Democratic lawmakers to review 'clean slate' law in Pittsburgh
Clean slate legislation, which took effect last year, allows Pennsylvanians to scrub their records of certain nonviolent, low-level offenses. (Matt Rourke/AP)
Pennsylvania’s new “clean slate” law will be the subject of a public hearing Thursday in the Homewood neighborhood of Pittsburgh. The law, which took effect in December, seals lower-level crimes from public view after 10 years.
Democratic state lawmakers will discuss the legislation with corrections and parole officials as well as ex-offenders, among others.
One of the speakers will be University of Pittsburgh public health professor Richard Garland, who served more than 12 years in prison before being released in 1991.
Garland said that by expanding access to jobs, the clean slate law plays a crucial role in preventing low-level ex-convicts from committing future crimes. Before the law, he said, those individuals too often were defined by their criminal records when seeking work.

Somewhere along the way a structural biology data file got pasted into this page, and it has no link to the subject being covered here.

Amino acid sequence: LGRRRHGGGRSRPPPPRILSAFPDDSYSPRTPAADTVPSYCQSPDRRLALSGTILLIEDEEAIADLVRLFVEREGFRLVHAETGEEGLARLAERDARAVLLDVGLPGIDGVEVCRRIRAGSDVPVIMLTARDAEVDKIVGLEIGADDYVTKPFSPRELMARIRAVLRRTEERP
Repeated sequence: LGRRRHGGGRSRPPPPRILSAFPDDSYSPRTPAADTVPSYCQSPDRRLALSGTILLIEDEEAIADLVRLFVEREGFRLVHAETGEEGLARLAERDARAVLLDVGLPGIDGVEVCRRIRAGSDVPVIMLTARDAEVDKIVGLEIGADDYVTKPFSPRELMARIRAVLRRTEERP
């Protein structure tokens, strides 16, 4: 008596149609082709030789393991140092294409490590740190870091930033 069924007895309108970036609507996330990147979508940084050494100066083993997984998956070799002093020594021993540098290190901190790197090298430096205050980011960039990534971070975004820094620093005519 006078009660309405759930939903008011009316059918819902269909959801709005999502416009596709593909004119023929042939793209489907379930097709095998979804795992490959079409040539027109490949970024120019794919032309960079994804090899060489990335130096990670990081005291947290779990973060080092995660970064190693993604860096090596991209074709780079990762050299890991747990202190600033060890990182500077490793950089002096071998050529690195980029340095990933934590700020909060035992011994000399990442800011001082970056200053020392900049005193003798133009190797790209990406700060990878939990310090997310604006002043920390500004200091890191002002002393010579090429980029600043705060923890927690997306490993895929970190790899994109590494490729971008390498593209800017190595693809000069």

“And employers, you know, they might not say anything,” he said. “But you know, they throw … that resume and that job application out the window.”
By reducing that risk, Garland added, clean slate legislation boosts ex-offenders’ confidence when they apply for jobs.
“That gives somebody hope,” he said. “This [law], to me, is instilling hope in individuals who didn’t have any hope before.”
Offenders in Pennsylvania must be crime-free for 10 years before they can have their records sealed. Even after the information is sealed, the courts and law enforcement can still see it.
Thursday’s hearing is set to start at noon at the Community Empowerment Association in Homewood. The Pennsylvania Legislative Black Caucus and the House Democratic Policy Committee are holding the event.
The speakers are expected to include:
- John Wetzel, Secretary, Pennsylvania Department of Corrections
- Matt Smith, President, Greater Pittsburgh Chamber of Commerce
- Richard Garland, Assistant Professor of Public Health Practice, University of Pittsburgh Graduate School of Public Health’s Center for Health Equity
- Tracey McCants Lewis, Deputy General Counsel and Director of Human Resources, Pittsburgh Penguins
- Carol Ramsey, Pardoned Individual
- T. Rashad Byrdsong, Founder and CEO, Community Empowerment Association
- Theodore Johnson, Chairman, Pennsylvania Board of Probation and Parole
- Bret Grote, Legal Director, Abolitionist Law Center
- Terrell Thomas, Senior Field Organizer, ACLU’s Campaign for Smart Justice